The Associated Press article by Goodman meets the conditions of good journalistic practice. I am annoyed to see some people who have read a whole newspaper article in their lives go around giving out lessons. In this case, there were hundreds of efforts to try to discredit Goodman’s work by using an age-old resource in journalism: the anonymous source. “Anonymous sources are sometimes the only key to unlocking that big story, throwing back the curtain on corruption, fulfilling the journalistic missions of watchdog on the government and informant to the citizens,” reads the website of the prestigious Society of Professional Journalists. And that’s precisely what Goodman accomplished. But he did so, moreover, without giving in to the inherent risks in using the swamped resource of the anonymous source: he triangulated the information, as the article makes explicit.
The Venezuelan opposition deputies agreed to pay themselves 5,000 dollars a month, retroactively from January to December. That is 60 thousand this year. They did it secretly, moreover, out of fear of public backlash. All of the above was revealed by Goodman thanks to his courageous journalistic efforts.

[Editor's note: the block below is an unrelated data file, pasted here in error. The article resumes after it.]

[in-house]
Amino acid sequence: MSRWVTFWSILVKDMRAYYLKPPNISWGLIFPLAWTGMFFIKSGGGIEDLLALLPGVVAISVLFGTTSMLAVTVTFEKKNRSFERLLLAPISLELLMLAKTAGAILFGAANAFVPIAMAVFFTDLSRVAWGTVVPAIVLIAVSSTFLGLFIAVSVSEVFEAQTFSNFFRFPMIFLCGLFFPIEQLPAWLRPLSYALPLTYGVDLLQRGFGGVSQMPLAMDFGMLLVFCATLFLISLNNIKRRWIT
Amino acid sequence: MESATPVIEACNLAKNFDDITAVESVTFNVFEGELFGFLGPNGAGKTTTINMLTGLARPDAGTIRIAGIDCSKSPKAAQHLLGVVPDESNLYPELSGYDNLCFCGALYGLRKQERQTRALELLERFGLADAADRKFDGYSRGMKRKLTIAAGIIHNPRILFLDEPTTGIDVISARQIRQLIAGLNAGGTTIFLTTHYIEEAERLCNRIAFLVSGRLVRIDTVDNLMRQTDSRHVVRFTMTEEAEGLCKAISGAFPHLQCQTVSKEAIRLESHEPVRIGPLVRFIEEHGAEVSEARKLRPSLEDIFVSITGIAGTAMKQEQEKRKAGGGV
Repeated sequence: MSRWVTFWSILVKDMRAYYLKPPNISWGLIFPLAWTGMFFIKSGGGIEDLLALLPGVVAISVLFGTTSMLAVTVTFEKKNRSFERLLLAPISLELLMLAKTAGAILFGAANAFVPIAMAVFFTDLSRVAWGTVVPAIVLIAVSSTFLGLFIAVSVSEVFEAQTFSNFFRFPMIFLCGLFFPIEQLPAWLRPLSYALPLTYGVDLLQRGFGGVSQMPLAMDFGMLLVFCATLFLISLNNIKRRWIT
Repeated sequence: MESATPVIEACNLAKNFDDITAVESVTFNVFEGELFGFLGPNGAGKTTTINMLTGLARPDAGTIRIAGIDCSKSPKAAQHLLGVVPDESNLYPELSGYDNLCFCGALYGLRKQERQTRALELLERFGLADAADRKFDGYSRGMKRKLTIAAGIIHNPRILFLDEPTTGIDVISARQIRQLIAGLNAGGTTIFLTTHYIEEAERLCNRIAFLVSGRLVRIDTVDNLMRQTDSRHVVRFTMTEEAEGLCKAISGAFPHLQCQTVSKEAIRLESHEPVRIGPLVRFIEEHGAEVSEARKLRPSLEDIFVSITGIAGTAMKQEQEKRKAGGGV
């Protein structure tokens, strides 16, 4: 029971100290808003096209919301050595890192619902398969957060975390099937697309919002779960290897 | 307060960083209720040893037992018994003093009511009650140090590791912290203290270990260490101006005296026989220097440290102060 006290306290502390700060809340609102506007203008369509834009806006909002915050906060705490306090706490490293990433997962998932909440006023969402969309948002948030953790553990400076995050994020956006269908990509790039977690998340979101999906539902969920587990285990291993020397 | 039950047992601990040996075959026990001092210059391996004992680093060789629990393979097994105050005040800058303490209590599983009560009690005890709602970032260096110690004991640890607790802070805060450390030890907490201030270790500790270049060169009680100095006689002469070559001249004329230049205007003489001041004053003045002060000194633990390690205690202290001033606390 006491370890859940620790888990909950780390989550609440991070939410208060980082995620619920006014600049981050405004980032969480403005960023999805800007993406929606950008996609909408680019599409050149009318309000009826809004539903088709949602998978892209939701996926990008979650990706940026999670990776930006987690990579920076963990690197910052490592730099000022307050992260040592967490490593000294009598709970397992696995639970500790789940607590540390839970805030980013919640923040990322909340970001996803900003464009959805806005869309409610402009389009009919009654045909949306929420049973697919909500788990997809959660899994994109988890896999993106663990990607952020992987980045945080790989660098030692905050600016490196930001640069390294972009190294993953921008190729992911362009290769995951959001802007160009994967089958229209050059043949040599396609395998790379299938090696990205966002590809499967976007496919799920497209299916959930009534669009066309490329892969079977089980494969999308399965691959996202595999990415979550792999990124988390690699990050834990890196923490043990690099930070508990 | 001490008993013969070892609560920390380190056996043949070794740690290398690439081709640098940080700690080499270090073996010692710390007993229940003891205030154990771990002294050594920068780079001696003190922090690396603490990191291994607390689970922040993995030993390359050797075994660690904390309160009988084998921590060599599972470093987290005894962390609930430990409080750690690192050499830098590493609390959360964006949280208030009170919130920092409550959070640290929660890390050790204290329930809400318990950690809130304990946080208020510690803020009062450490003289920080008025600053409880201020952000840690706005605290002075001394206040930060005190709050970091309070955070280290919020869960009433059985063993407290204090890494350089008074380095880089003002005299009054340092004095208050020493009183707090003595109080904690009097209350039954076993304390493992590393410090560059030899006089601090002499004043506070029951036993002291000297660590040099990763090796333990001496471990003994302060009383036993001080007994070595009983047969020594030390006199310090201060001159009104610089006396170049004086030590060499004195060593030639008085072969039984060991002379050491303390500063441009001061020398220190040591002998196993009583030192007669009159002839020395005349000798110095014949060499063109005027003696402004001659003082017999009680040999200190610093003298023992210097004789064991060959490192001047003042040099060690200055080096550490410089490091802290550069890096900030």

Accordingly, we covered the issue and added additional information. I myself contacted a senior OAS official and asked him whether it was true that, as Guaidó said, these resources were going to be audited by the Organization. He said no. Sabrina wrote about it. We also added the information we had previously discussed with other deputies. Click on the publish button, and… the controversy is served.
For some reason, part of the social media troop charged at us, the PanAm Post, as if the Associated Press story had never existed – as if we had become to the opposition what the empire was to Chávez. The other side did charge Joshua Goodman in the same way it has charged us for months of telling the truth. “Palangristas,” “mercenaries,” “Chavistas.” One of the most sympathetic messages was written by the old-fashioned television presenter, now a bit less prominent, Carolina Gómez Ávila: “I don’t care about the pasquines- rags, talking about us, I guess – I care about the international news agencies. If the long arm of the dictatorship has already bought journalists from Reuters or the Associated Press, we are in a whole different kind of trouble.”